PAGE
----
Rolls-Royce has warned that it needs to carry out more frequent inspections of its Trent 1000 aircraft engines, raising the prospect of disruption for airlines such as British Airways and Virgin Atlantic and resulting in higher costs for the company.
Problems with engine turbine blades wearing out sooner than expected have hampered a restructuring programme prompted by the engineering company's declining older engine programmes and plunging demand for oil equipment.
This effectively curtails operations across oceans or remote areas. "We are reprioritising various items of discretionary spend to mitigate these incremental cash costs".
Airlines operating some of the engines have been ordered by global safety regulators to carry out more regular checks on them, meaning they will be grounded much more frequently for maintenance.
"The increased inspection frequency is driven by our further understanding of the durability of the Trent 1000 Package C compressor, a condition that we highlighted earlier this year", the company said, adding that there are 380 Package C engines now in-service with airlines.
Shares in Rolls, one of the biggest names in British manufacturing, were down 1 per cent at 1053 GMT. The Civil Aerospace segment provides commercial aero engines, such as airlines, business aviation, and helicopter engines for various sectors of the airline and corporate jet markets, as well as aftermarket services.
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But there could be worse to come for operators of the affected engines.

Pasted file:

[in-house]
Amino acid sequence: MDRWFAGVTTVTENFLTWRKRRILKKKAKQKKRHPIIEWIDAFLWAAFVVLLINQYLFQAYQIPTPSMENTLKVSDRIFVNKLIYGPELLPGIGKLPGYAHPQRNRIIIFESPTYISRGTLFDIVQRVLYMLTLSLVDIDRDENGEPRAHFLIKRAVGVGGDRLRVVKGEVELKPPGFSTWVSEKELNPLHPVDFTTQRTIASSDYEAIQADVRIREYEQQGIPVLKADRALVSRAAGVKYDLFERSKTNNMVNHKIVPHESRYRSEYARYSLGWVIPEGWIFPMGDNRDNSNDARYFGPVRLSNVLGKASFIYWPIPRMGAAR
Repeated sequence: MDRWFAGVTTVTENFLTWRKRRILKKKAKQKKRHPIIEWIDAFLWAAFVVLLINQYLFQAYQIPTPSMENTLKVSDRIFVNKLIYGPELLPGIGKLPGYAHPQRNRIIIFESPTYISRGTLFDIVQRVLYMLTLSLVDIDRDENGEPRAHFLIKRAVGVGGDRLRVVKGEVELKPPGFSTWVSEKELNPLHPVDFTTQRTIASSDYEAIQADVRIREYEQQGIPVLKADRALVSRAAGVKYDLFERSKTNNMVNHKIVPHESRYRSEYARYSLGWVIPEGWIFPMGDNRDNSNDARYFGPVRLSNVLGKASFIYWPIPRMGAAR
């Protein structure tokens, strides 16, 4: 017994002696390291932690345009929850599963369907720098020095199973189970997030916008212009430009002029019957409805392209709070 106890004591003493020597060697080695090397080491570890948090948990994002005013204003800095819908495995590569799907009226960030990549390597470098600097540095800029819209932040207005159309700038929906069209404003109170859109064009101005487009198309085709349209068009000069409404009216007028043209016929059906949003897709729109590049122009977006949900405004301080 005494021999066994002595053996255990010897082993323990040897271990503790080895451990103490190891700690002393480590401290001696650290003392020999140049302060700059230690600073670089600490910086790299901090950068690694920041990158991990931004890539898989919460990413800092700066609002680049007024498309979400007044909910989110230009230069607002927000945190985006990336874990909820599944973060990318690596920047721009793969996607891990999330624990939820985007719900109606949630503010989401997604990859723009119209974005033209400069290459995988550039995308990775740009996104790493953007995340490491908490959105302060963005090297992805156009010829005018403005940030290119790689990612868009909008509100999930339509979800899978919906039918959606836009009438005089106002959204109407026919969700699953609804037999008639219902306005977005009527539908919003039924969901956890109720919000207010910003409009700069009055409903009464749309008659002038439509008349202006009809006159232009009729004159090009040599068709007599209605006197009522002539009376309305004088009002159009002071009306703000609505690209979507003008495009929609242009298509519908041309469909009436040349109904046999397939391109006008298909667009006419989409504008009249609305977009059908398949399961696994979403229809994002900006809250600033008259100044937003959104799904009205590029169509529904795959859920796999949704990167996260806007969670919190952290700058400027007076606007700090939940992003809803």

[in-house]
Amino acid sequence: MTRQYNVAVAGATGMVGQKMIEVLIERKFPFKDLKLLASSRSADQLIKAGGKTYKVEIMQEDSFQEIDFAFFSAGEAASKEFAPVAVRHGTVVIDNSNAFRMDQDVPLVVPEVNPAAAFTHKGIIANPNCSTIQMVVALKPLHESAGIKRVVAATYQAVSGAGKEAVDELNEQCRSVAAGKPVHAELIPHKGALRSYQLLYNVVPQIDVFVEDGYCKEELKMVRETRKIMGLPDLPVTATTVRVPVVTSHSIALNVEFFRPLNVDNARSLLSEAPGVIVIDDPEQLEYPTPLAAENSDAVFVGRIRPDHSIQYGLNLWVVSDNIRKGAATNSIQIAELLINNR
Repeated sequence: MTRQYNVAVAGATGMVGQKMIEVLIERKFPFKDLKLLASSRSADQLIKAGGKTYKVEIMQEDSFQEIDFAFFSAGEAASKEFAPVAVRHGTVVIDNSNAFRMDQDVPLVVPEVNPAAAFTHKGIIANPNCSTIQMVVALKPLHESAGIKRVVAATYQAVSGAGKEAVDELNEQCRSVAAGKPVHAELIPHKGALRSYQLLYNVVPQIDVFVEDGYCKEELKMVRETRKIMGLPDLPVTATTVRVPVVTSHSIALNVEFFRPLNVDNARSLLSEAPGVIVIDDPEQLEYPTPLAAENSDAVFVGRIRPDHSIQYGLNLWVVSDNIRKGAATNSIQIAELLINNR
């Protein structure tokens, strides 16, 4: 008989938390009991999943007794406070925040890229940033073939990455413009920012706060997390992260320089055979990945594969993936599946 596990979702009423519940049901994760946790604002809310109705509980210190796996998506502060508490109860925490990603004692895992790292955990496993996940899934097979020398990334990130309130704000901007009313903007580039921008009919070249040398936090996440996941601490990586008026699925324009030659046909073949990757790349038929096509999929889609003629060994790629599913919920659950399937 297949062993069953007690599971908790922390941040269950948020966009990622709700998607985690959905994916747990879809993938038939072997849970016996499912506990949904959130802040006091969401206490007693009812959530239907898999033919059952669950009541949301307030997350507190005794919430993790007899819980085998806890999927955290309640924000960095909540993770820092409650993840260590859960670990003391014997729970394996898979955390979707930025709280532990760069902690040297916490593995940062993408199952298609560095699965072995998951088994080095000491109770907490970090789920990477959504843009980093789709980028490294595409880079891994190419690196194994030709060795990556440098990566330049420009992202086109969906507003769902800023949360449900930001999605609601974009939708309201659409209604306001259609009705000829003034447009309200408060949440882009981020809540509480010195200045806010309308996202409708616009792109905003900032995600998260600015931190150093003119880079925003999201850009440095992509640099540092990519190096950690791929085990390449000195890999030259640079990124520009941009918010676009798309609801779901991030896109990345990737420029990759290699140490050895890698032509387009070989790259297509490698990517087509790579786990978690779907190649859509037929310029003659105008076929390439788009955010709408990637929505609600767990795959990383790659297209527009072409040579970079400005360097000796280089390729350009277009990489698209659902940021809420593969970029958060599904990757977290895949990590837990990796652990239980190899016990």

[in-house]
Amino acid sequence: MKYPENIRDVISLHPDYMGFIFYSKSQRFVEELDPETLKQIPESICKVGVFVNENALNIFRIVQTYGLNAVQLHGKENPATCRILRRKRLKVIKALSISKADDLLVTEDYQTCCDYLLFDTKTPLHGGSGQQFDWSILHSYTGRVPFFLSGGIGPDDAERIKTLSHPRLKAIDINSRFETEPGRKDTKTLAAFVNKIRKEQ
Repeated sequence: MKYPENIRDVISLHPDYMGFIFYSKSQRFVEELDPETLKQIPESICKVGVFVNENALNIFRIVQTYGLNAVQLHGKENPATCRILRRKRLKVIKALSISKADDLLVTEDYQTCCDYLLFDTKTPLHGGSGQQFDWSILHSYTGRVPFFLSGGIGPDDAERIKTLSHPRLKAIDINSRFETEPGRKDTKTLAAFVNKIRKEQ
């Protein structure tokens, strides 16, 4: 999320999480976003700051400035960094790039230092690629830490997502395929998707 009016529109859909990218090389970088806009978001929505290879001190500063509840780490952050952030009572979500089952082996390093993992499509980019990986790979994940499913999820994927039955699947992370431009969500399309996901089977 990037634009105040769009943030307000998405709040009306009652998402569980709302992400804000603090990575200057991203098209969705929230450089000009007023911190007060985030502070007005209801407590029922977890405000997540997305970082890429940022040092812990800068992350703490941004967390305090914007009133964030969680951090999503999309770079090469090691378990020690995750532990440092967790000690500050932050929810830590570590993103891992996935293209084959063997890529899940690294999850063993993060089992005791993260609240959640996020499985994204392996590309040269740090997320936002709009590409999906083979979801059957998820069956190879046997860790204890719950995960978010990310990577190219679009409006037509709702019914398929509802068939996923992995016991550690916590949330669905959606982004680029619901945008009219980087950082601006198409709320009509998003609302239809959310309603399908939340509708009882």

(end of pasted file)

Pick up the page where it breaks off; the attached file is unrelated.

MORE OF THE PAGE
The need to inspect and fix Trent 1000 engines has led to an industry-wide shortage.
"We will be working closely with Boeing and affected airlines to minimise disruption wherever possible", Chief Executive Warren East said.
This check was already required prior to the engine reaching a flying threshold of 2000 cycles (one way journeys).
"We have an ongoing dialogue with both Boeing and Rolls-Royce and we have been told this problem has their full attention".
A Virgin spokeswoman said it had been aware of the increased inspections announced on Friday and that the cover it had in place would be sufficient. Rolls-Royce advises 380 engines globally are impacted by the directive, including nine in the Air New Zealand 787 fleet.
In March, Rolls said the cash hit from the problem should hit a peak of £340 million in 2018 before falling in 2019.